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Approach to diarrhoea in backyard chickens
  1. Richard Jackson

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Richard Jackson qualified from the University of Glasgow in 2010. He grew up on a commercial turkey farm in Ireland and spent time in his childhood breeding and showing rare breeds of chickens. Since graduating, he has worked at the St David's Poultry Team, working with commercial poultry, and provides veterinary support on backyard poultry to both owners and vets through ‘Chicken Vet’.

WHEN approaching any case of diarrhoea in a backyard bird, the practitioner should remember that many cases are related to husbandry and not all cases require treatment (as in other species). Also, many backyard keepers will refer to abnormal droppings as ‘diarrhoea’. Abnormal droppings may be the result of a number of enteric and non-enteric causes, which include intestinal parasitism, bacteria, viruses, nutrition, nephropathy and neoplasia.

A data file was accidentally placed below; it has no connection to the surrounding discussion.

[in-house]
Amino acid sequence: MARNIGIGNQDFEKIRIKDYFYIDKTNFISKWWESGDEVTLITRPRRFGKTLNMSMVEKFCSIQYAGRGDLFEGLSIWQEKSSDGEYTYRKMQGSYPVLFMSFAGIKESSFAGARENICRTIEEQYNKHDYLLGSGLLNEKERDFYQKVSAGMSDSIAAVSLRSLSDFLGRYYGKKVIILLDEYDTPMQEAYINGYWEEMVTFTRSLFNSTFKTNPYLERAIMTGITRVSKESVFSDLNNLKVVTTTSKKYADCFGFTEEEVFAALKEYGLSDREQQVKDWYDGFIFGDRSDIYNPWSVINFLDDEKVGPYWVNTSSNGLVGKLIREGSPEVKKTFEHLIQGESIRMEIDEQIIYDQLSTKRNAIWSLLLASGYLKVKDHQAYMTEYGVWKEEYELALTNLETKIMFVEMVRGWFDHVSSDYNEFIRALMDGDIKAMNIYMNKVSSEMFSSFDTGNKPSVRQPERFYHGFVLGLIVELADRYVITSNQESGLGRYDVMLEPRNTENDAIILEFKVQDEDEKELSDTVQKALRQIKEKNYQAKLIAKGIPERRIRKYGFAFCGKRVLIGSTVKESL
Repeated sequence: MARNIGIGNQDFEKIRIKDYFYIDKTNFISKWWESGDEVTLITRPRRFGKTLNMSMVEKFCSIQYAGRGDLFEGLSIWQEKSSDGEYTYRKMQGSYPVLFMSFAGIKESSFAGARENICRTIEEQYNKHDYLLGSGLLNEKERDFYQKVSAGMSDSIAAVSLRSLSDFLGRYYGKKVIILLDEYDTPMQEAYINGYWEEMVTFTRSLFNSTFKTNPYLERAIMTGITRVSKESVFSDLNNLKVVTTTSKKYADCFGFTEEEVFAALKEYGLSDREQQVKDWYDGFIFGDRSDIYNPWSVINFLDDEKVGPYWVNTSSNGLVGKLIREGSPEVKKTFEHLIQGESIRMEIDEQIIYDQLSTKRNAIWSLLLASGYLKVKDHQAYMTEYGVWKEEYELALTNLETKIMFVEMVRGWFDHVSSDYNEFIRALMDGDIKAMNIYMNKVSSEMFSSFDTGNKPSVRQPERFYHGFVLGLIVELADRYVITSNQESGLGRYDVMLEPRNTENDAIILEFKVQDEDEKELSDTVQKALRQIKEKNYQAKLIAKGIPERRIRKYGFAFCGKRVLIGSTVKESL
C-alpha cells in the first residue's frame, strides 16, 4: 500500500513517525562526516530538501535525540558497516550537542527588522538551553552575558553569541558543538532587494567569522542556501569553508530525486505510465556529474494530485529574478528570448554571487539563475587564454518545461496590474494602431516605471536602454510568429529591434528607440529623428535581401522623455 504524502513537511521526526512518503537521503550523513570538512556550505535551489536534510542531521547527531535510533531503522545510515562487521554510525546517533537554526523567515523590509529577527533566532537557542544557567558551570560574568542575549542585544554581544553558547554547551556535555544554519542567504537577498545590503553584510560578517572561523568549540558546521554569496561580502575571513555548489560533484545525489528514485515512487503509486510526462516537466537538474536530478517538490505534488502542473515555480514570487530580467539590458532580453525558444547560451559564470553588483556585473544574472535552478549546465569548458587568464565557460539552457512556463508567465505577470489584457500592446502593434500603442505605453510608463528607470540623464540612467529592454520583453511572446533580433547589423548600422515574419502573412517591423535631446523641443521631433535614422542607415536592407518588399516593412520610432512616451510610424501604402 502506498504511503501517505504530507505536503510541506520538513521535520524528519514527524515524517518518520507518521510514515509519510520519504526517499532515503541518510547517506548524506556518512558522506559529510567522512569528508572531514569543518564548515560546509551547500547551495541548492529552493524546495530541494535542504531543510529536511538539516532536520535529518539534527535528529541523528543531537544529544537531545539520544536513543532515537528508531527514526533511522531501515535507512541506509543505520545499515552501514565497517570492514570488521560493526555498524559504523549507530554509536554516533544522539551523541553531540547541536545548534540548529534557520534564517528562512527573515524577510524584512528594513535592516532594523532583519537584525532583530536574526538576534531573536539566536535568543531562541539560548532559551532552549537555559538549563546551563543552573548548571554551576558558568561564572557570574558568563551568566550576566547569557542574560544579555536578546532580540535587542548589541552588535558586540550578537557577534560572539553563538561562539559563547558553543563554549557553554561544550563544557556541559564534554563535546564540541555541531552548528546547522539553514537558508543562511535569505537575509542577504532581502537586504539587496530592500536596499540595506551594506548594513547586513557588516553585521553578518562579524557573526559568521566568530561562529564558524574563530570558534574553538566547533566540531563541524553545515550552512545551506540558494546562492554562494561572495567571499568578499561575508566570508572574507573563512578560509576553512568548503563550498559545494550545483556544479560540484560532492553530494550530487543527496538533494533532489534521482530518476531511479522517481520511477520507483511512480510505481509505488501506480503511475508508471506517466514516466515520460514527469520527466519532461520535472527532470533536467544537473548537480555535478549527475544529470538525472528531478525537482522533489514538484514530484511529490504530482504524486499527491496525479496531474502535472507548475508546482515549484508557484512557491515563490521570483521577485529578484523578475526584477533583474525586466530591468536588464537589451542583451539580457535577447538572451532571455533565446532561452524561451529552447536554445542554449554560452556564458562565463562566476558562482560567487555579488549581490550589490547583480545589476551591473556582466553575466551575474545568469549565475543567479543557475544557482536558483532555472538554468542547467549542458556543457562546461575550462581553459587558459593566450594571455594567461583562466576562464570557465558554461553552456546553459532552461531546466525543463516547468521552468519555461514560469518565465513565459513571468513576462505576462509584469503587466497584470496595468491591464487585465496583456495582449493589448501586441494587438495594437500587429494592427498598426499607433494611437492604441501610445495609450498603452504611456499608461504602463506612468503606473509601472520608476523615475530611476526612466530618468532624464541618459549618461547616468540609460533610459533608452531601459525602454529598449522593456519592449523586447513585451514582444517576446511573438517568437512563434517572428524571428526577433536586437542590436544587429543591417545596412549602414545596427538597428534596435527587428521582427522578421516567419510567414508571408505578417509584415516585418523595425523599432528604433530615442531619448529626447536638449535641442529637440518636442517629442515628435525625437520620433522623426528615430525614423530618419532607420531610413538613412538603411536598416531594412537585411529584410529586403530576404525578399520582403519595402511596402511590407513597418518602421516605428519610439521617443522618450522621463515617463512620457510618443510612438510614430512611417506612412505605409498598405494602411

History taking

The approach to history taking in backyard birds should be no different than for other pets, and should include:

  • Age. The age of a bird is important as young chickens (between two weeks and three months) are susceptible to coccidiosis, while older birds are generally immune.

  • Is there blood in the droppings? Undigested blood is generally indicative of caecal coccidiosis in chickens; however, many owners erroneously report orange or pink droppings as blood (Fig 1). Such orange/pink contents in droppings can be caused by a range of aetiologies.

  • Diet. Always ask owners detailed questions regarding what they are feeding their birds. Incorrect diets and poor husbandry in general (including hygiene) are major predisposing factors for enteritis in backyard flocks. Many owners tend to give their chickens treats in the evenings, which can lead not only to diarrhoea but also to obesity. Poultry need only pellets or mash. This should be appropriate both to the species of fowl and to their age, as the protein requirements vary considerably. A diet with excessive …

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